A while back I mentioned that I'm working to bring you more images of Mississippi-born textile designer Lisa Fine's exquisitely embroidered headboards, or other samples of her work. In the meantime, I can tell you that Fine and Carolina Irving will have a big launch of their hand-embroidered blouse collection at Charlotte Moss the week after Thanksgiving. The following week, Nathan Turner will host a similar event in LA. Fine told me their fabrics will include Ikats from Uzbekistan, silk satin, linen, and cotton.
Above, again, are images of Fine's sumptuous 7th-arrondissement Paris flat. Travels to India inspired her lush color choices -- pink with orange, a few hits of pistachio-green. Turkish and Moroccan styles were incorporated too. (Click pictures to better see details.)
Below, on my TV screen, is Fine's Indian-inspired headboard as seen in HGTV's one-hour special, Homes of Paris.
"Buddha Shakyamuni," Ground Mineral Pigment on Cotton, Eastern Tibet, 1800 - 1899, Collection of Rubin Museum of Art.
Coming soon to Atlanta are 16 intricate, centuries-old Tibetan paintings, part of Buddha in Paradise: A Celebration in Himalayan Art, October 13 through November 25 at Emory's Carlos Museum. This exhibition is on loan from the Rubin Museum of Art, to celebrate the upcoming visit of His Holiness the Dalai Lama.
A reader tells me she has fallen head-over-heels for this Michael Smith-designed kitchen. It's Lady de Rothchild's, seen in the designer's book, Michael Smith Elements of Style, as well as in a past issue of Elle Decor. The question is, which issue?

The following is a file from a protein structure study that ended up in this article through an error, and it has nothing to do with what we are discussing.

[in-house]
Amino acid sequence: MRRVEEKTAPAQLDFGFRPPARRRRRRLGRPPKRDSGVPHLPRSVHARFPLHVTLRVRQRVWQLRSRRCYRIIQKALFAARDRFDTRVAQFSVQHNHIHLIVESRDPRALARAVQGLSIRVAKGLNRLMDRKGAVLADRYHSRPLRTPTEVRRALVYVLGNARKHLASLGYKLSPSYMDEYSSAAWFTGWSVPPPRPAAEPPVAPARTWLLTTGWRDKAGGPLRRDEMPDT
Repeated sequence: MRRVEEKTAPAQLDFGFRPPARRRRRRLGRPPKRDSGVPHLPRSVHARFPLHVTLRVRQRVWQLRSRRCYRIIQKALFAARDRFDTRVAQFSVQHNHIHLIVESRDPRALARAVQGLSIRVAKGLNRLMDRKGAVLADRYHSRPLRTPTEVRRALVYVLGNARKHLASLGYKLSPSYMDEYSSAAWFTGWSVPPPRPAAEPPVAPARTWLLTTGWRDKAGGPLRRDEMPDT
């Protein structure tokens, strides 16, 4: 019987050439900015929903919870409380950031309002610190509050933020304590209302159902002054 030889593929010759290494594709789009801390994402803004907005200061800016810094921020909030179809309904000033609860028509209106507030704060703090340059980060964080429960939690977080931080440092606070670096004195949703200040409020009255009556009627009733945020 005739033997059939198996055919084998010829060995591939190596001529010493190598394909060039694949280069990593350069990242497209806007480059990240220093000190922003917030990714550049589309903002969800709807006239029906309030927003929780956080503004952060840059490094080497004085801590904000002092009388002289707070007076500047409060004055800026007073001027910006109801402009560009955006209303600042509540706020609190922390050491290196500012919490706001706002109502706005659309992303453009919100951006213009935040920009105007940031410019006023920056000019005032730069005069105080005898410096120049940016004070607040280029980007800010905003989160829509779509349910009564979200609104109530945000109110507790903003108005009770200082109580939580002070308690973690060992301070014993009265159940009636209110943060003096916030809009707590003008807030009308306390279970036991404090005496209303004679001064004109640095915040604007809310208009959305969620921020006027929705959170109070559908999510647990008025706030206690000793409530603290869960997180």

We need to know because the reader seeks a source for the understated tile not mentioned in the book. Tear sheets of the amazing dining room, top, are all I saved from Elle Decor (kitchen happens to be on the back -- no tile source). As I recall this was a cover story about four years ago.
If you know the scoop, fill us in!
Photography above, Henry Bourne for Elle Décor. Wallpaper is 18th-century Chinese bought at auction.
Here's a little flashback to a time when pillow fringe was a must. (Actually, like chintz and tassels in small doses, trim seems to be coming back.) In this case, I think multi-colored loop fringe really compliments the pillow fabric -- does anyone recognize the print? I love it. It's like a stylized version of an 18th-century scenic textile. At first glance, the print is vaguely similar to John Robshaw's "Pichhwai," below.
To put the first pillows in context, below is the circa late-1980s-early-'90s living room for which they were chosen. It's Frances Schultz's place, designed by her friend John Oetgen. These photos were taken by Langdon Clay,